Fair game

Posted Wednesday, November 23, 2011 in Culture

Fair game

by Harrison Thorp

MIAMI — After a one-day exhibit of my debut novel "Freak the News: Journalistic High Jinks in a Small Maine Town" at the Miami Book Fair International, I find myself channeling Don Adams in "Get Smart."

Would you believe I sold 75 books and the rights to my screenplay to a Hollywood producer? … No?

Would you believe I sold 25 books and caught the attention of an indie filmmaker who sounded vaguely intrigued?

Ah, how 'bout I traded a book with the exhibitor next to me so we could say we didn’t get skunked after a tropical monsoon washed away any hopes of a productive outing, let alone a single, solitary sale?

For any independent writer/novelist/publicist like me, Friday’s fiasco should serve as a cautionary tale for the ages (more about the ages angle later). But for all the day’s frustration and mayhem, it started out on a promising note.

My partner, daughter and I awoke around 5 a.m. to enable us to prepare ourselves for the day and leave our Hollywood Beach motel by 6 to get to Miami Dade College in downtown Miami by 7 for book-fair registration.

But it was already raining by the time we left, and we learned quickly that Miamians don’t like to drive in the rain. Traffic slowed to a crawl, and it took us roughly two hours to drive the 30 miles to the fair site.

Once we arrived, however, registration went smoothly and the rain thinned. Spirits remained high as we were given name plaques, plastic table cloths and bunting to adorn our 8-by-4-foot tables. Behind the tables, each exhibitor had about 20 square feet of space to store extra books, food, water and other personal items. The fair space cost $300 for the day.

After a frenetic half-hour we were happily prepared and cautiously optimistic as the 9 o’clock start time approached.

But beyond a few street people who asked incongruous questions about the book writing and publishing industry — and the injustices of life — there were few takers, just a steady stream of people, mostly young college students, hurrying past us to school or work.

Then the crowds took a downward turn. Evidently, Friday is the day every grammar-school teacher in Dade, Broward and Palm Beach counties takes their students to the book fair to inspire them to be writers, “look at the authors” and participate in hands-on children’s books activities that are part of the event.

A 35-foot swath between the booths on our side of the street and Miami Dade Campus buildings on the other was constantly awash in a streaming confluence of primary-school youths with teachers in tow.

To put it more succinctly, less than 1 percent of the humanity we observed from our booth could be called book-buying prospects.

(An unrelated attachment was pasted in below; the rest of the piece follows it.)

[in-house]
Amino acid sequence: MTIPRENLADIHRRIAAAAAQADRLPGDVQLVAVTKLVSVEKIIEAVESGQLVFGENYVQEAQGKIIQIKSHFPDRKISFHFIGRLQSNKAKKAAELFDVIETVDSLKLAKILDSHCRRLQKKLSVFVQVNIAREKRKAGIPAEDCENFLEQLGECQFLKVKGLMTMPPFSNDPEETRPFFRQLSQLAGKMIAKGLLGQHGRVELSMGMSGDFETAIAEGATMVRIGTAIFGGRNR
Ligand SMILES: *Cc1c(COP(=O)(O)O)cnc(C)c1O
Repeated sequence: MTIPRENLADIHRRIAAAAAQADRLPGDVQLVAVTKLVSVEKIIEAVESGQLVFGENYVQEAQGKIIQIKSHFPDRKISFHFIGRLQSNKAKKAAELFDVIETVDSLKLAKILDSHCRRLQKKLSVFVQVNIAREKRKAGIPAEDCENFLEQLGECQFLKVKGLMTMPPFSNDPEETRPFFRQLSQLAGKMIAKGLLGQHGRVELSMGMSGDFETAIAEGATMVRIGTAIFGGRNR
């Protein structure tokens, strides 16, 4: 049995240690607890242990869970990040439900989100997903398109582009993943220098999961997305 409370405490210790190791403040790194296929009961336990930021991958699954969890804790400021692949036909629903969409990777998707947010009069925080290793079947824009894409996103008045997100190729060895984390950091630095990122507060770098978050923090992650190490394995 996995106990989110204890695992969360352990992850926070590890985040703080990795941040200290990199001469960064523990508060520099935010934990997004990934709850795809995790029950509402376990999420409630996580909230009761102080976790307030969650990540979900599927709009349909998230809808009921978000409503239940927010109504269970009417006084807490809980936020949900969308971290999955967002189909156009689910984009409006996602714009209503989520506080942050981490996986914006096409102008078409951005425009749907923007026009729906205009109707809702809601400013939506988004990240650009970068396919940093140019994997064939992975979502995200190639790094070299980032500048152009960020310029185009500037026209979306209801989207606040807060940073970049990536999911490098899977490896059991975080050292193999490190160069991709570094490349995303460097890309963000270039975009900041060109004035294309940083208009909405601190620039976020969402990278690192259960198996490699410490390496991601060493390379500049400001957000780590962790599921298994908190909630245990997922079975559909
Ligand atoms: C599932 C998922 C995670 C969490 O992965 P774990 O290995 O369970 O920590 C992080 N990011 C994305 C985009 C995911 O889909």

By 1 p.m. all we could hope for was an end to the school day and maybe a few adults getting off work in downtown Miami who would saunter through, browsing for a good read.

But when it rains, it pours. Around then, the skies opened up and a torrential deluge scattered any remaining street crowds. Even worse, poor drainage around our tent rose quickly in the back and we had to scramble to keep books dry. More rain leaked through the top of the tent, damaging a few books. Winds whipped through the compound, fluttering paper bunting and scattering sheets of promotional materials.

One straggling youngster stepped up to the booth and asked, “Is that for sale?” Pleasantly surprised at his interest, I said, “The book?” “No,” he said pointing to my hat on the table behind me. “Your hat.”

The rainbursts continued off and on throughout the afternoon, but began to abate in force and duration around 3. One of the event organizers commented, however, that with even a hint of rain, any late-day crowds in this city that loathes rain would be minimal.

By now, almost half of the exhibitors had packed up and left. The penalty for leaving the fair before 6 p.m. was waived by fair administrators. We stuck it out till around 4, called it a day and trudged back to our rental car, books between our legs.

In my article last week I mentioned I’d probably never forget the experience of attending the Miami Book Fair. How prescient was I?

So was the experience a total loss? Not exactly; I got a great book from the vendor next to me. And on Saturday it was sunny and in the 80s.

Would I do it again? Sure … but not on Friday.

And just for the record, I did not sell my hat.

Harrison Thorp is the author of "Freak the News: Journalistic High Jinks in a Small Maine Town." He can be reached at hmthorp@aol.com or freakthenews.com. He lives in Lebanon.

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